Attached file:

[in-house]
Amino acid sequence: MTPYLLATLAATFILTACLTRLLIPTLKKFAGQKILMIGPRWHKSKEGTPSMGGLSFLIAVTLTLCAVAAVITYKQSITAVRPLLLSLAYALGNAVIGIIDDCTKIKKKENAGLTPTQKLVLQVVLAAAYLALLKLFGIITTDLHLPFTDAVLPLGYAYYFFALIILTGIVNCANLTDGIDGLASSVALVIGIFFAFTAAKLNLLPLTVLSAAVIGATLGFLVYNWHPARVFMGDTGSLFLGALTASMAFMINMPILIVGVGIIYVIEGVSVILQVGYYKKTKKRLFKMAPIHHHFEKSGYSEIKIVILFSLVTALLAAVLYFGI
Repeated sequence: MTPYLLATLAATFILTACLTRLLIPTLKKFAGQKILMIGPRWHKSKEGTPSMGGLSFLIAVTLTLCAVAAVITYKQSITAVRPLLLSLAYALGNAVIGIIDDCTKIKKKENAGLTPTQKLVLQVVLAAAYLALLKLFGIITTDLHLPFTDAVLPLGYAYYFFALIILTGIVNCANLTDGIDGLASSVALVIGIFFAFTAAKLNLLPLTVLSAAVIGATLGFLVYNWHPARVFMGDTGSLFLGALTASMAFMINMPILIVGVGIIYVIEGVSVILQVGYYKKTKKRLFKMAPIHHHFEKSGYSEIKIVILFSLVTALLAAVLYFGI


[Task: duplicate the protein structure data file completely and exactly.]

[in-house]
Amino acid sequence: MTPYLLATLAATFILTACLTRLLIPTLKKFAGQKILMIGPRWHKSKEGTPSMGGLSFLIAVTLTLCAVAAVITYKQSITAVRPLLLSLAYALGNAVIGIIDDCTKIKKKENAGLTPTQKLVLQVVLAAAYLALLKLFGIITTDLHLPFTDAVLPLGYAYYFFALIILTGIVNCANLTDGIDGLASSVALVIGIFFAFTAAKLNLLPLTVLSAAVIGATLGFLVYNWHPARVFMGDTGSLFLGALTASMAFMINMPILIVGVGIIYVIEGVSVILQVGYYKKTKKRLFKMAPIHHHFEKSGYSEIKIVILFSLVTALLAAVLYFGI
Repeated sequence: MTPYLLATLAATFILTACLTRLLIPTLKKFAGQKILMIGPRWHKSKEGTPSMGGLSFLIAVTLTLCAVAAVITYKQSITAVRPLLLSLAYALGNAVIGIIDDCTKIKKKENAGLTPTQKLVLQVVLAAAYLALLKLFGIITTDLHLPFTDAVLPLGYAYYFFALIILTGIVNCANLTDGIDGLASSVALVIGIFFAFTAAKLNLLPLTVLSAAVIGATLGFLVYNWHPARVFMGDTGSLFLGALTASMAFMINMPILIVGVGIIYVIEGVSVILQVGYYKKTKKRLFKMAPIHHHFEKSGYSEIKIVILFSLVTALLAAVLYFGI